POLITICO Pro Morning Exchange
Written by Matei Rosca, Finance Reporter, POLITICO on 26/08/19
The U.K.’s financial-technology industry is in a good position to overcome a no-deal Brexit, reckoned Charlotte Crosswell, Chief Executive at Innovate Finance, the industry association that supports both corporations and startups while lobbying on their behalf.
“We are very confident that the U.K. will remain Europe’s fintech capital. The UK fintech sector is actually attracting investment at a record rate,” Crosswell said in an interview with M.E. in her office in Broadgate, London. She pointed to her own organization’s figures showing members raising $2.9 billion in the first six months of 2019, half from overseas.
“There is no slowdown in the pace of entrepreneurship within the UK fintech space. Fintech founders will not halt their business as their ambitions haven’t changed,” she added. Still, she acknowledged that “the climate of uncertainty is certainly frustrating for them.”
But Crosswell also has some policy demands from the new regime in 10 Downing Street, which she argues should help fintech thrive in the long run.
High-skilled immigration: The government would do well to tweak post-study work visas for foreign students and the hard minimum of £30,000 in pay for incoming workers, she said. “Startups based in other budding hubs such as Manchester, Leeds and beyond will have different wage thresholds” than London, Crosswell said.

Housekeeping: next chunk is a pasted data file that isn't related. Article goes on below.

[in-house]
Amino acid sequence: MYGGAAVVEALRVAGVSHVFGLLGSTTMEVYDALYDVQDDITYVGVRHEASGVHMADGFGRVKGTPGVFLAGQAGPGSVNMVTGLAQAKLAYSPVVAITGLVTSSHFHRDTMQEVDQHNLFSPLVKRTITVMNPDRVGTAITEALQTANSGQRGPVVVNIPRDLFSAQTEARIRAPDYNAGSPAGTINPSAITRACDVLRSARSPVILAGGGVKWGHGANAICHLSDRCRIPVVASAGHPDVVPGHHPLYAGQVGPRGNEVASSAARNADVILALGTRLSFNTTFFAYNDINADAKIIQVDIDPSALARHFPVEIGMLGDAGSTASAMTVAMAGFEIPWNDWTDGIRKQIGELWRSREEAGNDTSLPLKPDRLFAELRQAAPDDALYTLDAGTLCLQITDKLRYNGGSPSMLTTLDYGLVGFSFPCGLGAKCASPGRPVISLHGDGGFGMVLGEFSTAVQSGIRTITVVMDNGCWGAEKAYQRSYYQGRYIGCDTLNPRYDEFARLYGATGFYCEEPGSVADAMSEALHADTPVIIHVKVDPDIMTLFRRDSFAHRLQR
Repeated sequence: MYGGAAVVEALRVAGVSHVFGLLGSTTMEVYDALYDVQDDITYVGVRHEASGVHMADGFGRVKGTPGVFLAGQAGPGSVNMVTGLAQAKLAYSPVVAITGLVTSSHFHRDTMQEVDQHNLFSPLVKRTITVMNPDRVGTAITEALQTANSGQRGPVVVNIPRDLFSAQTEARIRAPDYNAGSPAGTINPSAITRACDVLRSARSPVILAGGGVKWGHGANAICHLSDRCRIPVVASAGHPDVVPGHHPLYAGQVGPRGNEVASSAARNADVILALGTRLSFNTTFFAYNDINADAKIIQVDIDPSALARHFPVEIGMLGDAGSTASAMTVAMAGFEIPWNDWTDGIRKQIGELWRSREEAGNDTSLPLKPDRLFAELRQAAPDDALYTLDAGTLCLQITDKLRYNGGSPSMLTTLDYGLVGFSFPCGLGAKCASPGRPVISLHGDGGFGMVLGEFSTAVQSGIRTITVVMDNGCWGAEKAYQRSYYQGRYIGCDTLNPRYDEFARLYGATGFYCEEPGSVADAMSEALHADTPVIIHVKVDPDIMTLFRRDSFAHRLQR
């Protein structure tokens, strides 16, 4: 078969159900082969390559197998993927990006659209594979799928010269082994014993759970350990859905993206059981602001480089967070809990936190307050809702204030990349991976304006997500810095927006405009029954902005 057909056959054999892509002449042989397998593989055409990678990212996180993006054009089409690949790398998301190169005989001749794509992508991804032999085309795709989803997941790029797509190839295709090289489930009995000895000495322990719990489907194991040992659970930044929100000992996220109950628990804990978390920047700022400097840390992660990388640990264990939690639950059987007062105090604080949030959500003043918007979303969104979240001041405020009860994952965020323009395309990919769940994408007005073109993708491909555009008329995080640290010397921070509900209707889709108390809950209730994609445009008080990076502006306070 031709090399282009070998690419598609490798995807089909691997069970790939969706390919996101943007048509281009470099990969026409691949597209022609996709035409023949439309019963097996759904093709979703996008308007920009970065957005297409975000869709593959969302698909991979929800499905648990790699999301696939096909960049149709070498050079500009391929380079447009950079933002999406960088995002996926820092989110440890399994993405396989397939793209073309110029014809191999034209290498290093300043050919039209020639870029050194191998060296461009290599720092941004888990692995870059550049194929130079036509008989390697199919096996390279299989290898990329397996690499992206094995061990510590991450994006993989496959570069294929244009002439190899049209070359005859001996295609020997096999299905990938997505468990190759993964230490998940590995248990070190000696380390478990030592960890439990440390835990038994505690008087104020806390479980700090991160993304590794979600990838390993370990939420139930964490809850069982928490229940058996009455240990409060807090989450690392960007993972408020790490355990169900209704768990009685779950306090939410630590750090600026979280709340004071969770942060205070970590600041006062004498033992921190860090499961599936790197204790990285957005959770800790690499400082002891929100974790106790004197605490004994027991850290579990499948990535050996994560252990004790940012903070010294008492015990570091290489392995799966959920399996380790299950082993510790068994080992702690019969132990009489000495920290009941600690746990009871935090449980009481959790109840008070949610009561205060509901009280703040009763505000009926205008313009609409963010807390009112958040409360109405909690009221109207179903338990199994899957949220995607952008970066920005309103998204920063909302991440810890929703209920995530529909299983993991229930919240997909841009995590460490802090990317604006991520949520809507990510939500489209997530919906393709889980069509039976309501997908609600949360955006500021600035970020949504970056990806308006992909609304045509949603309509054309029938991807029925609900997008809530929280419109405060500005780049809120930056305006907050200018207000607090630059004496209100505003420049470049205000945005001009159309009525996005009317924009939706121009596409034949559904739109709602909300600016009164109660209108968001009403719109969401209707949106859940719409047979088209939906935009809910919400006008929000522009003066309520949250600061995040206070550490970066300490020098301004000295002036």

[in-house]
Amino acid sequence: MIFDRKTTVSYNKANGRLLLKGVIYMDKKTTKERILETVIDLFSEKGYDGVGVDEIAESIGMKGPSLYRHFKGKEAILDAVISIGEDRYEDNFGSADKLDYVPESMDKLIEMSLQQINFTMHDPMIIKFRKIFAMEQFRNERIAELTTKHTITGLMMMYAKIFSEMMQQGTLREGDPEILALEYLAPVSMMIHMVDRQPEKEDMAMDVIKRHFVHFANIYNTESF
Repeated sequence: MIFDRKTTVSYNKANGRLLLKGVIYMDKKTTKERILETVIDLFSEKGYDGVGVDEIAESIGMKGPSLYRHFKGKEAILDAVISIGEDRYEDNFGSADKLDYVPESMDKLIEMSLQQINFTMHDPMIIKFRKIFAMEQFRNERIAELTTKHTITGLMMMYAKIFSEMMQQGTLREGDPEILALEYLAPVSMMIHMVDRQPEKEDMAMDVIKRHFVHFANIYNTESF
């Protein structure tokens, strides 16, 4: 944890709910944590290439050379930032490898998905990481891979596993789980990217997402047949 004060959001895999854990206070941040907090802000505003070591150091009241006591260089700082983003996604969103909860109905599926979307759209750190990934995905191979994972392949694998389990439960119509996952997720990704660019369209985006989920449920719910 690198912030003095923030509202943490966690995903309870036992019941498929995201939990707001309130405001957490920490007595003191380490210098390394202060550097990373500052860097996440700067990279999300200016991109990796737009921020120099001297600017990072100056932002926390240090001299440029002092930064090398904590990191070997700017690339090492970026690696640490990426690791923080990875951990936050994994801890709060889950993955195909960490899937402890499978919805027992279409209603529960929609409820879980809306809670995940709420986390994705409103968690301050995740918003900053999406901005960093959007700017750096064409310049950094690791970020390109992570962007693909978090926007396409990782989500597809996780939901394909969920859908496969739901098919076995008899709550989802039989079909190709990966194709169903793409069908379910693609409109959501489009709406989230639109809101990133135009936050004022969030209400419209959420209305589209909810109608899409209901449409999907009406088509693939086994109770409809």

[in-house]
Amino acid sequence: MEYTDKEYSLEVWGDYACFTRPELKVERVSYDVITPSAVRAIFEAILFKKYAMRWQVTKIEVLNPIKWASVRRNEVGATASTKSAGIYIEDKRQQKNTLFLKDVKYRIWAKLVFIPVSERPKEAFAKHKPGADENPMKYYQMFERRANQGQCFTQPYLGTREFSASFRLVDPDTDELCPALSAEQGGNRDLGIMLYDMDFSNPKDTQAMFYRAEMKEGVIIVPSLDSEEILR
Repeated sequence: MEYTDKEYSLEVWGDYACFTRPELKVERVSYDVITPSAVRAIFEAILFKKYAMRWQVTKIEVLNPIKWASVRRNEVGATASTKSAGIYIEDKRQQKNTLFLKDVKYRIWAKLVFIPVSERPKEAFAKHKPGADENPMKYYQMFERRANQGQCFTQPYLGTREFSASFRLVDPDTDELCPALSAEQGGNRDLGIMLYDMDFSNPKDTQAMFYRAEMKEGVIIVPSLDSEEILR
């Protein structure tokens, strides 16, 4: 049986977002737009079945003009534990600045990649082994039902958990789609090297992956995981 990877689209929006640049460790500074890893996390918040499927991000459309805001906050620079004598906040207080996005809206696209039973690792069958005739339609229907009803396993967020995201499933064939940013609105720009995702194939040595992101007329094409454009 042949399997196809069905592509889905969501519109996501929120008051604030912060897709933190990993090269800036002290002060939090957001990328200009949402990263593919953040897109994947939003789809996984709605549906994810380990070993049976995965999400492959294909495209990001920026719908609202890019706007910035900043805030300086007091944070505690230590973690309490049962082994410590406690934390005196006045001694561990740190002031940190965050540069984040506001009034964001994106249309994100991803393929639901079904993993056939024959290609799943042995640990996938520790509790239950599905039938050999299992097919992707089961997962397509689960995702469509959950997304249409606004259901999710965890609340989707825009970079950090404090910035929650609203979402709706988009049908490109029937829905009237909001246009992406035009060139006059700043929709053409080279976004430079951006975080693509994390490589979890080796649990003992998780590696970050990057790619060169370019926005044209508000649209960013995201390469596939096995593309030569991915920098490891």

In some cases fresh graduates who wish to stay in the U.K. are forced to leave and reapply for a visa from their home countries. “Post-study work visas need to provide the opportunity for talent honed in the U.K. to remain here in order to ensure the fintech sector remains diverse and robust,” Crosswell said.
Furthermore, Crosswell added her voice to the growing choir demanding a fast-track visa system for tech experts. Otherwise, she warned, more and more jobs that could remain in the U.K. will be outsourced abroad.
“Growing fintech companies base themselves in areas where they can access and hire the best talent quickly and easily,” she said. “Allowing fast-track visas for highly-skilled workers in the fintech sector would be a welcome initiative.”